The respondent is the owners corporation for mixed-use premises of 10 commercial units and 69 residential units. The applicant is the owner of one of the commercial units. At the 2018 general meeting held on 13 June 2018, a resolution was passed by 13 votes in favour and 1 against, the relevant part of which stated that: (b)(3) the commercial retail schedule budget to be contributed by commercial units only in accordance with unit entitlements, and (b)(4) the commercial air conditioning maintenance/repair budget to be contributed by commercial units only in accordance with consumption amount. This resolution was passed in order to deal with the problematic setup of electricity cables in the units plan which resulted in the residential owners paying for their own individually metered electricity and 83% of the energy consumed by the commercial units’ air-conditioning.

By way of this application, the applicant sought, inter alia, to have the relevant parts of the resolution declared void for irregularity by reason of requiring an unopposed resolution pursuant to section 78(2)(b) of the UTMA. The Tribunal started by a brief examination of s78, and held that it requires that general fund contributions be paid by each unit in proportion to their unit, unless an alternative arrangement is agreed by unopposed resolution. Therefore, the differing contributions between residential and commercial owners is only permissible where authorised in accordance with an unopposed resolution, which was not satisfied in this case.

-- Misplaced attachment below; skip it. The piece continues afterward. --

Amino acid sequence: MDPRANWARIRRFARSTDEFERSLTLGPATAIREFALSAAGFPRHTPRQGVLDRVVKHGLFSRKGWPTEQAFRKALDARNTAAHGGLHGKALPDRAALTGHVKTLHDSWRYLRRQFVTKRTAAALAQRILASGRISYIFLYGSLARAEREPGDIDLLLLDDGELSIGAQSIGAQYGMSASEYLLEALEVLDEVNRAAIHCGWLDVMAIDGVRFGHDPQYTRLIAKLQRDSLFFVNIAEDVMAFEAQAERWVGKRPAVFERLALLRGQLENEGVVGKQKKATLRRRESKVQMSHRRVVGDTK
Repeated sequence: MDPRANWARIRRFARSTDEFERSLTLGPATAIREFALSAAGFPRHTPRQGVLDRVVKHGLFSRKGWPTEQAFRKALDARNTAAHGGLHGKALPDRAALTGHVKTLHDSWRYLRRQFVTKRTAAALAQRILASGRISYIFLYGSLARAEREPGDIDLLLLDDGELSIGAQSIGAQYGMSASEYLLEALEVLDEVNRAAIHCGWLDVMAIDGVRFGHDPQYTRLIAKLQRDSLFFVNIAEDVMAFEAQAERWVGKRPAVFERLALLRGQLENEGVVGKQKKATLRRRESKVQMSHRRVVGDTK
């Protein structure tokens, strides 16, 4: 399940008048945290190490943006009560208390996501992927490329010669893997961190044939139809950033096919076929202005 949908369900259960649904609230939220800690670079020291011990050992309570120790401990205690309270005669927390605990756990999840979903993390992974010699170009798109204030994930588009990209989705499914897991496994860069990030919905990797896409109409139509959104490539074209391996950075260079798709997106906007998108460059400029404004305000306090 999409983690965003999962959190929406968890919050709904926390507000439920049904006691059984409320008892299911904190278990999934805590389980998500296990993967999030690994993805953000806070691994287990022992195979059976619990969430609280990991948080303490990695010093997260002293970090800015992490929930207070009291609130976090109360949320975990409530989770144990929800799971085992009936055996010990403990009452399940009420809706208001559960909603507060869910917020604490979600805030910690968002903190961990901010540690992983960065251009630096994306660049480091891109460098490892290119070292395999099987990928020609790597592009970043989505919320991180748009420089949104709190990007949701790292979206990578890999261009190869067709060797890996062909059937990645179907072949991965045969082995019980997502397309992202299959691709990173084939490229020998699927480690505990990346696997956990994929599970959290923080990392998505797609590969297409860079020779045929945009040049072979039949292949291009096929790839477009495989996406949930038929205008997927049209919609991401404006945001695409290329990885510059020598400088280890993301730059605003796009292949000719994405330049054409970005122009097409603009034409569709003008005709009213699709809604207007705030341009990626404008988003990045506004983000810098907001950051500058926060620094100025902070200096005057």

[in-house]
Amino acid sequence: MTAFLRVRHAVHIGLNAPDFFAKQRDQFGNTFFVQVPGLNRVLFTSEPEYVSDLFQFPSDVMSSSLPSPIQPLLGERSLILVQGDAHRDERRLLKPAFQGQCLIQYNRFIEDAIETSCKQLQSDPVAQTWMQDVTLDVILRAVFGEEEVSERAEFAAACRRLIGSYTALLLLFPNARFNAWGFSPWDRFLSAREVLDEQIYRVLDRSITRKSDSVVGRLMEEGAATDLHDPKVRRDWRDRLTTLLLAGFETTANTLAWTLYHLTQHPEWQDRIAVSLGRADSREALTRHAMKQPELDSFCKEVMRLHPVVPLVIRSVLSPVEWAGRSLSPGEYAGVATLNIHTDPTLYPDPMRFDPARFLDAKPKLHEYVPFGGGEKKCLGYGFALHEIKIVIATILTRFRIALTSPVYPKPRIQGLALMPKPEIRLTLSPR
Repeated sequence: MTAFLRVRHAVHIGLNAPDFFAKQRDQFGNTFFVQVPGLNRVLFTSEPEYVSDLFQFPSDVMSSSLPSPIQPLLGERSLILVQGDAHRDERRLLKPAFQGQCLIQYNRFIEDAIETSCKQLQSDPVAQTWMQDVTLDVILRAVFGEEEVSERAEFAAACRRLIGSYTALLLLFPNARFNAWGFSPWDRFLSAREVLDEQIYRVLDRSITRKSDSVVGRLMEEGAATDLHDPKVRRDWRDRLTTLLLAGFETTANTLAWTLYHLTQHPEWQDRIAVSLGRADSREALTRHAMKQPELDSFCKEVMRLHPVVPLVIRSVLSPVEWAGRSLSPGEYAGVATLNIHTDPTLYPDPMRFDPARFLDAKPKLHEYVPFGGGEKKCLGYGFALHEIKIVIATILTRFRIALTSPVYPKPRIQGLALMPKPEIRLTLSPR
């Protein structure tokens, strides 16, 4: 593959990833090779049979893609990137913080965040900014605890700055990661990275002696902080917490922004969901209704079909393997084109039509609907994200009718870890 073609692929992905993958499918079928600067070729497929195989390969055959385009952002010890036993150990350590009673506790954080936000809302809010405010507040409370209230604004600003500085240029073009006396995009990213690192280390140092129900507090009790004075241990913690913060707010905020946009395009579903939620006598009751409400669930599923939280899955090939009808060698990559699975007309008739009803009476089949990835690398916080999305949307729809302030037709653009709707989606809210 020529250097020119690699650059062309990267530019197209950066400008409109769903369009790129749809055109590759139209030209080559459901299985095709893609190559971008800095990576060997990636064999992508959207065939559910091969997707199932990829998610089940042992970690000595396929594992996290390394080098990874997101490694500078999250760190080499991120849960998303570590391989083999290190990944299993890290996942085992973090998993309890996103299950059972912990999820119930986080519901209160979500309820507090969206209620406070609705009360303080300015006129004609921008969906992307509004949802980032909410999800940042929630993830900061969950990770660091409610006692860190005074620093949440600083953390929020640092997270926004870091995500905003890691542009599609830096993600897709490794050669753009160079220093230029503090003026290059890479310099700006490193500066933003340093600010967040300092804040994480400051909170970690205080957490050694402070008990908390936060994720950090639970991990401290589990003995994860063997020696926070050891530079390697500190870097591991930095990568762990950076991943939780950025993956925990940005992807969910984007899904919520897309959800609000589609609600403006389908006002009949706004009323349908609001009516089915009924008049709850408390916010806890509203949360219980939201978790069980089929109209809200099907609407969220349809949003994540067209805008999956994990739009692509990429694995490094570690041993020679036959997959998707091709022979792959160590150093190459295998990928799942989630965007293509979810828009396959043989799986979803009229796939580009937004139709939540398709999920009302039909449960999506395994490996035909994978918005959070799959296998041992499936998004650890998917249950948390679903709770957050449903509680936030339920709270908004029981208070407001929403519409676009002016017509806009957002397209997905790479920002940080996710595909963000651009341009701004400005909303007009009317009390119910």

In relation to the alternative argument raised by the respondent (that the differing contribution was authorised by an unopposed resolution passed in 2016 on “consumption charges”), after considering the specific wording of the 2016 resolution itself, the Tribunal was of the view that the it did not authorize sub clause (b)(3) of the 2018 resolution. In relation to the validity of sub clause (b)(4), the Tribunal held that it was inappropriate to apply the doctrine of severance and let it stand alone, as the void clause was a part of the corporation’s annual budget and that budget was put to members as a single package of revenue raising and expenditure. It is impossible to determine whether owners would have voted for the 2018 Resolution without sub clause (b)(4). Therefore, the entirety of the 2018 resolution was declared void for irregularity.

In relation to the respondent’s argument that the 2018 resolution should be given effect following a merits review under section 129(1)(g) of the UTMA on the basis that the applicant’s opposition to it was unreasonable, the Tribunal noted without deciding that section 129(1) (f) is intended to allow meritorious applications to be given effect, not to remedy procedural defects.